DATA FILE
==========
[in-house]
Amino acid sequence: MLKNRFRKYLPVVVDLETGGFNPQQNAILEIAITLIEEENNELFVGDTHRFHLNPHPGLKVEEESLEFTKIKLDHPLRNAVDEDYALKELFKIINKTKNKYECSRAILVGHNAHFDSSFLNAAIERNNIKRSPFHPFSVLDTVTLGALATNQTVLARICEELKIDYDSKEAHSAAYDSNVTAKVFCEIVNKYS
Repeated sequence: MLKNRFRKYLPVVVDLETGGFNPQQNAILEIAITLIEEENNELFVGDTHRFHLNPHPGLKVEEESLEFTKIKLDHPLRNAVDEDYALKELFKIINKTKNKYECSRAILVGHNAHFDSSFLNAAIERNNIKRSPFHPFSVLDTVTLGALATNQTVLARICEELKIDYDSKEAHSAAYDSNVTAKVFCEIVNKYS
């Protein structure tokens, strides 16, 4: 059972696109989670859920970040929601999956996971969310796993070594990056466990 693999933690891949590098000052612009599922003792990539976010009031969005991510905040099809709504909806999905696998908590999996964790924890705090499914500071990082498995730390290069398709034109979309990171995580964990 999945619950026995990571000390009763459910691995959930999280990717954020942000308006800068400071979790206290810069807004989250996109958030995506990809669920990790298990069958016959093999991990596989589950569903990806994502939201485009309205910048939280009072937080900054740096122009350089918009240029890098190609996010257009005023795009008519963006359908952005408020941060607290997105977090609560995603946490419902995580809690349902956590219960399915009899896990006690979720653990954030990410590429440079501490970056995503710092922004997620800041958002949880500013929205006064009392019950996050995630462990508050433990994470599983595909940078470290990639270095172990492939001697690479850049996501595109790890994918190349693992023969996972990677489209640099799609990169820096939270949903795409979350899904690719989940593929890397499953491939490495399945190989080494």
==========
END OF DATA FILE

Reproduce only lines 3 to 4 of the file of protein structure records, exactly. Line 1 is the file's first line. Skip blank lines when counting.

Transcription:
Repeated sequence: MLKNRFRKYLPVVVDLETGGFNPQQNAILEIAITLIEEENNELFVGDTHRFHLNPHPGLKVEEESLEFTKIKLDHPLRNAVDEDYALKELFKIINKTKNKYECSRAILVGHNAHFDSSFLNAAIERNNIKRSPFHPFSVLDTVTLGALATNQTVLARICEELKIDYDSKEAHSAAYDSNVTAKVFCEIVNKYS
């Protein structure tokens, strides 16, 4: 059972696109989670859920970040929601999956996971969310796993070594990056466990 693999933690891949590098000052612009599922003792990539976010009031969005991510905040099809709504909806999905696998908590999996964790924890705090499914500071990082498995730390290069398709034109979309990171995580964990 999945619950026995990571000390009763459910691995959930999280990717954020942000308006800068400071979790206290810069807004989250996109958030995506990809669920990790298990069958016959093999991990596989589950569903990806994502939201485009309205910048939280009072937080900054740096122009350089918009240029890098190609996010257009005023795009008519963006359908952005408020941060607290997105977090609560995603946490419902995580809690349902956590219960399915009899896990006690979720653990954030990410590429440079501490970056995503710092922004997620800041958002949880500013929205006064009392019950996050995630462990508050433990994470599983595909940078470290990639270095172990492939001697690479850049996501595109790890994918190349693992023969996972990677489209640099799609990169820096939270949903795409979350899904690719989940593929890397499953491939490495399945190989080494």